Know what's working sans keywords

So how do you know which topics and pages are working for SEO? You'll still find the answers in Google Analytics.  You'll just take a different path to find them.

Instead of navigating directly to the organic search traffic report, check out the landing pages report under the Content section.

Use the advanced segments pull-down menu to restrict the report to only "Non-paid Search Traffic" only, and right away, you'll see which pages are driving the most visitors organically.

Your home page is important, but what other URLs show good traction? Take a look at the % New Visits column to see which are bringing in customers who already know your brand, and which are bringing in new visitors who are finding your site for the first time. This is a good early indicator of a page's SEO success, since a major goal of optimization is bringing new customers to your digital door.

So, now you know which pages are bringing in the most organic visits, as well as which are bringing new visitors to your site. Next, it's time to look at bounce rate to figure out if those visitors you've competed for are happy with your page or not. If your landing pages have high bounce rates, then chances are that the content isn't in line with what the user was expecting. Make a list of which pages are bouncing visitors, particularly if they're research pages geared toward a specific topic, and work with your web vendor to fix them.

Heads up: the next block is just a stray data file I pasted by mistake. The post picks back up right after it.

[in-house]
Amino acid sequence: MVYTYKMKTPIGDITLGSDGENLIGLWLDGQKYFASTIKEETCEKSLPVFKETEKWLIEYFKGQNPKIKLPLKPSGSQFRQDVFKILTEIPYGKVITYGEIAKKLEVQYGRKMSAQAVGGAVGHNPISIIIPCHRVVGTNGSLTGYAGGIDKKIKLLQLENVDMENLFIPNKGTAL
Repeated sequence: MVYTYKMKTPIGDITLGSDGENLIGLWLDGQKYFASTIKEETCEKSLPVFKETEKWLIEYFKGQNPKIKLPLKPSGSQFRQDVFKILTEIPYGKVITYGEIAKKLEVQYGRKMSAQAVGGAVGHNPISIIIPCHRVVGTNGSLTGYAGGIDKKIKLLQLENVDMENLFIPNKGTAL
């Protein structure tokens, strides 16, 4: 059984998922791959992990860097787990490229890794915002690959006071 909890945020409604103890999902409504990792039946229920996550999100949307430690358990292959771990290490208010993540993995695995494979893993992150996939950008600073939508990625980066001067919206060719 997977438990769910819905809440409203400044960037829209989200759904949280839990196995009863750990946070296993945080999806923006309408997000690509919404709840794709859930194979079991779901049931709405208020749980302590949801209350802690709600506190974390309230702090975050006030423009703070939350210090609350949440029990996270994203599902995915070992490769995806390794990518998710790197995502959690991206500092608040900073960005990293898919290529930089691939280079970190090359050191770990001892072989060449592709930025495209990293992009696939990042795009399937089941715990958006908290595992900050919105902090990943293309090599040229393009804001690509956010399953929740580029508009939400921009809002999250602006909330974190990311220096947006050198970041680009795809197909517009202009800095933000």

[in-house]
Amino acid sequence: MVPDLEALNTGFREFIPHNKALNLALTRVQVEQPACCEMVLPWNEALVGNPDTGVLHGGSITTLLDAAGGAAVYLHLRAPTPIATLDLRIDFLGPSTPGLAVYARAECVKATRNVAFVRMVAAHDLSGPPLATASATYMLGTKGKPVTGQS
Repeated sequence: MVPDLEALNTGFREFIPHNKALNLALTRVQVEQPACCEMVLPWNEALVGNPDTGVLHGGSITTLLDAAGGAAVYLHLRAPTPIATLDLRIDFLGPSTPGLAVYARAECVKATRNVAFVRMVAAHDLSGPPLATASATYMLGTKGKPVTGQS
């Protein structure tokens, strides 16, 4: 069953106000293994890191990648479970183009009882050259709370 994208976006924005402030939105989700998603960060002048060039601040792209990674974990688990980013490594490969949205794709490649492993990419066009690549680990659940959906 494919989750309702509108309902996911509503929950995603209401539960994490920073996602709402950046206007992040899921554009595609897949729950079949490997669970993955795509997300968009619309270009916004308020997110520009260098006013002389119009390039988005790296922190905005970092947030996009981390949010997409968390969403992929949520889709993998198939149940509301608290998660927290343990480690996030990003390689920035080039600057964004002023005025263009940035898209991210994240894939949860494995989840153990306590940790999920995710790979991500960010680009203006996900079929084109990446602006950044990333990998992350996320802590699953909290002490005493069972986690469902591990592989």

Another key metric to pay attention to is the conversion rate of your top landing pages. In order to see this, click on the Goal Set 1 link near the top of the page:


If you have goals configured in your Analytics profile, then you will be able to see which landing pages brought organic conversions for you – that is, shoppers who not only stuck around on your site, but also submitted a lead form, clicked to call, or performed some other action that you've identified as being important for your bottom line. 

With conversion rate, bounce rate, visits, and % new visits, you can immediately see which pages are working for SEO – and which ones aren't. For a quick look at these key metrics for only your organic search traffic, try this custom report we've created below:

Just the beginning

That custom report, and the analysis discussed above, is just to kick things off. And it may lead you to even more questions than you had to begin with. For example, why do your homepage, new inventory, and used inventory pages have 98% of the landing page traffic? A lack of custom, unique content is likely the culprit.

Or, if you do have custom pages that you've built, you may be wondering why they're not in the top 50 landing pages, or why they're bouncing 90% of the visitors who arrive. The answers are still in Google Analytics: if you're not acquiring traffic, rewrite your content and title tags. If your traffic is bouncing, then change your design to make the pages easier to understand and more enticing to shoppers.

The good news is that dealer websites are almost entirely template-based, so the differences are only skin deep. Get out ahead of your competition by thinking about prettier pages, each one with a clear focus, and start creating the unique content that Google wants to see. Leave the keyword obsession for the other guy.

Topics: auto dealer analytics, google analytics, automotive seo